The Virtues of Life: Cardinal,Theological, Capital

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A lot of people think that they are virtuous in this world, and some probably are. Many think that being virtuous equates to being a nice person and never offending anyone. They think that there is but one virtue, tolerance. But is there more to it than that? What exactly are some of the virtues which we should be trying to attain? Let’s examine some specific ones, namely, the cardinal virtues, the theological virtues, and the capital virtues.

The Four Cardinal Virtues

These four virtues are called cardinal because they are primary virtues, as all of the other virtues are grouped around them. These virtues may be attained through human effort, with the help of God.

Prudence ‒This is the virtue that we use when we discern true good in all things, and ascertain the right way to accomplish that good. An example of prudence is to know how and when to speak up about an issue, and when to keep silent.

Justice ‒ This is the virtue that declares that we give to God everything that is His, and to our neighbor his due. We should always keep foremost in our thoughts that God is rightly owed our obedience, our love, praise, honor, and worship. Our neighbor is owed dignity, human rights, and everything for which he has worked and is rightly his.

Temperance ‒ This is the virtue that moderates our desires in created things. We use temperance when we only eat and drink what is necessary for nourishment, and give up what is solely desired for pleasure. Fasting is a great way to accomplish this virtue.

Fortitude ‒ This is the virtue that ensures firmness in difficulties and constancy in the pursuit of good. It is also known as courage. For example, it is very courageous to witness for Christ in the face of ridicule from secular humanists. We also exhibit fortitude when we keep on doing God’s will in the face of adversity, because we know that God is with us, and He will never let us down.

The Three Theological Virtues

The three theological virtues are straight out of the Bible, and can only be acquired as a free gift from God. To attain these virtues, it is necessary always to pray for them. God pours these virtues into our very being through sanctifying grace, which we all know is obtained through the seven sacraments. They are also called supernatural virtues. They are as follows:

Faith ‒ The theological virtue that is “the assurance of things hoped for, the conviction of things not seen,” our firm belief in God and all that He has revealed to us through Holy Mother Church. Faith is an intellectual as well as a spiritual virtue, and if we are true to ourselves, we will always know that God is infallible. He will take care of us. He cannot be deceived, nor can he deceive us. We then know that He has revealed all truth in His Church, and we will not deviate one iota from the Church’s teaching on faith and salvation in our actions. Faith manifests itself in how we handle our day-to-day lives, how we treat others, and in our Catholic devotions. It is written on our hearts, and all of our actions are the result of our faith. One of the ways we know we have true faith is if we are very afraid of offending God in anything, and are very anxious to please Him in everything.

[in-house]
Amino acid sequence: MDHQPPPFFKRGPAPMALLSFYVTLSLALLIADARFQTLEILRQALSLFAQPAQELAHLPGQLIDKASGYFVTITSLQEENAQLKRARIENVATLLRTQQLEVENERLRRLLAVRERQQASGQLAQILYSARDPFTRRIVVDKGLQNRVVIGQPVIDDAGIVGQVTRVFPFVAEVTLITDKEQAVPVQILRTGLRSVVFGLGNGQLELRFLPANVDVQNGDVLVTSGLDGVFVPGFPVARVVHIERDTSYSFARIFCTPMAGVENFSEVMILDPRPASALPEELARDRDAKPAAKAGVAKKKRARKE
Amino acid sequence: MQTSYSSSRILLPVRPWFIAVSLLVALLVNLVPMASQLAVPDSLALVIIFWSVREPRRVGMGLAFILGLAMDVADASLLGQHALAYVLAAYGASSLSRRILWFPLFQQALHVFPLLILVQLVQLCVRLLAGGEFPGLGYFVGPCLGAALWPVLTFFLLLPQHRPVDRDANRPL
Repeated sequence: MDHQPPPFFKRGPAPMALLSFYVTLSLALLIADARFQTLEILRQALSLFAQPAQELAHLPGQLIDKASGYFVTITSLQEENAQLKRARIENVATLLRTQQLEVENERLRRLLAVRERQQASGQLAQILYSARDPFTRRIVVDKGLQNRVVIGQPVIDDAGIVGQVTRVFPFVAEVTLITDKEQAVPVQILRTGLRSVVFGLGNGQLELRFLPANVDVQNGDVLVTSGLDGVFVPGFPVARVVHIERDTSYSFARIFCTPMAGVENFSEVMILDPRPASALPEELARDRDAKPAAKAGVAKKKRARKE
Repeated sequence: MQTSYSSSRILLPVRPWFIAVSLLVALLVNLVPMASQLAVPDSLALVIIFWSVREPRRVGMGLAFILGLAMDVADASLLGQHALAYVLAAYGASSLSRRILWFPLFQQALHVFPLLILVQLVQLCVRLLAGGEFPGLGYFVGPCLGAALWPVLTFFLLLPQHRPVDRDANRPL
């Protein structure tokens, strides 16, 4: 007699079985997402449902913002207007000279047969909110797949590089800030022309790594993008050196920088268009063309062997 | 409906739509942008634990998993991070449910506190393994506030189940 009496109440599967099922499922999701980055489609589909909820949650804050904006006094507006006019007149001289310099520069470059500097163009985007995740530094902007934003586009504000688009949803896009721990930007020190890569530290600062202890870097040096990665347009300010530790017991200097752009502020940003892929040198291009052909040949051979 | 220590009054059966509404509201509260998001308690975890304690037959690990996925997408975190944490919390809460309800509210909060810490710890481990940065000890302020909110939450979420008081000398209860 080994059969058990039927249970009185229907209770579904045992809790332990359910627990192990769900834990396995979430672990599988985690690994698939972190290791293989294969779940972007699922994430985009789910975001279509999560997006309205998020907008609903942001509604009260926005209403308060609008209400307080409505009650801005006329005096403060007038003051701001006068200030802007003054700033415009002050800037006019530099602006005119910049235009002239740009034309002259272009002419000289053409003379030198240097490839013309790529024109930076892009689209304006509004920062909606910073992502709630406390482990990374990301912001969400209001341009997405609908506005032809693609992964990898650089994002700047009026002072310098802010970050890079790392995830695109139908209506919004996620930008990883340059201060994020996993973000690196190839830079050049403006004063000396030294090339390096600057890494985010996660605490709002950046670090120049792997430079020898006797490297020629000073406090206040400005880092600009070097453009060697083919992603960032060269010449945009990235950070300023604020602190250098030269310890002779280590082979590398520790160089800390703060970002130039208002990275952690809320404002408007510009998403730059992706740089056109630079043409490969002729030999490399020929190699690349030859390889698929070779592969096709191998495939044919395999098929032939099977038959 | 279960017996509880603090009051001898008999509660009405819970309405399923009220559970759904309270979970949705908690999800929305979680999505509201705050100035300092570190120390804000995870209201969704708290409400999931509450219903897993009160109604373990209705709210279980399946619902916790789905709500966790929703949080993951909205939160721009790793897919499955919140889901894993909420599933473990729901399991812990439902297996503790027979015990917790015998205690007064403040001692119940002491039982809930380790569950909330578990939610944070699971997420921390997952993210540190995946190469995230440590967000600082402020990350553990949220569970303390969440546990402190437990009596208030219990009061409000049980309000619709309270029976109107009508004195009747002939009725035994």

Hope ‒The theological virtue that allows us totally to trust in Jesus and to desire eternal bliss in heaven with him, forever. As Catholics, we hope in God’s good things that are currently unseen. Hope is a virtue of the will, and it helps us to keep going in the face of adversity, mockery, and dry times. We know how it will all come out in the end, and it always helps to ask ourselves this question, “Where will I be in a hundred years?” And when we answer with “HEAVEN!” everything else seems rather small and insignificant, especially when we meditate on the Passion and what Jesus went through.

Charity ‒ The theological virtue of love for God over all other things for His sake, and our love of neighbor as ourselves. St. Paul tells us in 1 Corinthians 13:13 that love is the greatest of the three theological virtues, even greater than faith. Jesus left us two commandments ‒ To love God with everything we have, and to love our neighbor as ourselves. If we do these two things, then charity toward everyone, even our enemies, becomes second nature to our wills. So if you haven’t told God that you love Him today, now is a great time to do so.

The Seven Capital Virtues

The seven capital virtues are the virtues which overcome the seven deadly sins of lust, greed, gluttony, envy, anger, pride, and sloth. Most other sins like murder, for instance, begin with one or two of the seven deadly sins. And once we let one of these sins take over our lives, the other six are only too happy to creep into our lives as well. By praying to obtain all seven of the capital virtues, we can put a stop to Satan and his plan to destroy our lives. These virtues can also be obtained through human effort, with the help of God. The seven capital virtues are:

Chastity ‒ Overcomes the sin of lust. Chastity is certainly a virtue everyone could use more of today, as we are all bombarded with sexual images from TV, movies, billboards, the Sunday paper ads, etc. Chastity not only moderates our desire for physical acts of sexual pleasure, but also helps us to overcome the thoughts which precede these impure actions. The Bible says that our bodies are temples of the Holy Spirit, but how many of us defile our temple through lust? God made our bodies to be holy, not Satan’s pleasure palace. When one prays for and receives the virtue of chastity (the daily rosary is a GREAT way to ask Mary for this gift!), the wandering eyes and the lusty talk all of a sudden start to ease up. Because Jesus was blinded by his sweat and his blood on the way to Calvary, just so, we should avoid being blinded to His love by looking at things that are impure.